2021 CMSC Annual Meeting

A Description of Real-World MRI Acquired in Patients with Multiple Sclerosis: Preliminary Insights from FlywheelMS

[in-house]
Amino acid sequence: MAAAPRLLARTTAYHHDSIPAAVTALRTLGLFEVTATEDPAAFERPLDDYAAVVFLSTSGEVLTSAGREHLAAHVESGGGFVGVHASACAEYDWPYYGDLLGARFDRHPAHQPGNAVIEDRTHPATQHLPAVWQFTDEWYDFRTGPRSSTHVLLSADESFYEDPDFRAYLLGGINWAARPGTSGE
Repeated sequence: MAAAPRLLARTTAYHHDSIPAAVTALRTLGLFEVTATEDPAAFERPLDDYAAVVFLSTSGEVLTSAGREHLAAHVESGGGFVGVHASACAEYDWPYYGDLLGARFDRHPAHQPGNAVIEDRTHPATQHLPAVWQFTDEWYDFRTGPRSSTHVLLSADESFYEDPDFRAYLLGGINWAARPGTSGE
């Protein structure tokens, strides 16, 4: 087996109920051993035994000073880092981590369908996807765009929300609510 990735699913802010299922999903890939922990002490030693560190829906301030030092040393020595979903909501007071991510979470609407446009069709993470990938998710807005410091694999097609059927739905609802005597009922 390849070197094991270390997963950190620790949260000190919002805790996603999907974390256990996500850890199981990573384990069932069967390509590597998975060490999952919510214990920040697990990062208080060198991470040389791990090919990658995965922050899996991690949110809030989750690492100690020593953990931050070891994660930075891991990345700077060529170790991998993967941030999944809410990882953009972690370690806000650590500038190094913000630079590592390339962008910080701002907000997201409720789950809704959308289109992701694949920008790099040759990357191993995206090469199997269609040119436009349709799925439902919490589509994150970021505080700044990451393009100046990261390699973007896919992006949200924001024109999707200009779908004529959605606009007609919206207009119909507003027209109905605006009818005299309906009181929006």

Background: Magnetic resonance imaging (MRI) in the context of routine care is an important tool that can inform clinical decisions in multiple sclerosis (MS). A better understanding is needed of how MRI is used in real-world settings to monitor patients with MS, and whether this adheres to standard of care recommendations, such as the Consortium of MS Centers MRI Protocol and Clinical Guidelines. Objectives: To characterize the acquisition of routine brain MRI in patients with MS across different sites in the US. Methods: FlywheelMS is a novel, patient-centered study that aims to extract, retrieve and digitize health information in existing health records of people with a confirmed diagnosis of MS. Brain MRIs were retrieved, and summary statistics were computed to describe the sessions, including the interval between sessions, scanner field strengths, and acquired sequences. Sequences were classified as T1 weighted (T1w), T2 weighted (T2w), diffusion and other. T1w and T2w images were categorized as isotropic and anisotropic based on their resolution, and the relative slice thicknesses were reported. The number of MRI sessions with postcontrast T1w was also assessed. Results: A total of 6,712 MRI sessions were retrieved from the first 1,287 patients (age at consent, 49±11 years; female, 80%) enrolled in FlywheelMS. For data captured between 1999 and 2020, the mean number of MRI sessions per patient was 5.2±4.5, with an average time between sessions of 502.8±452 days. Sessions were acquired using mainly 1.5T scanners (65.8%), followed by 3T (26.4%) and lower–field strength magnets (3.8%; not available, 4%). The total number of sequences collected was 51,912 with an average number of 7.7±3.5 per session. Those sequences were mainly T1w and T2w images (43% and 38%, respectively), followed by diffusion images (16%) and other types (3%; e.g. T2* or susceptibility-weighted imaging). T1w and T2w images were mainly anisotropic (T1w, 95%; T2w, 98%) with a higher slice thickness (T1w and T2w: anisotropic vs isotropic, 4.0±1.1 vs 1.0±0.1 mm). A total of 73% of the overall MRI sessions (91% of the patients) had at least one postcontrast T1w image. Conclusions: Preliminary analysis of routine MRI in Flywheel MS suggests partial compliance to clinical guidelines. Once the data collection is complete, the results will help further characterize routine MRI, the degree to which care complies with existing recommendations and the resulting impact on patient outcomes.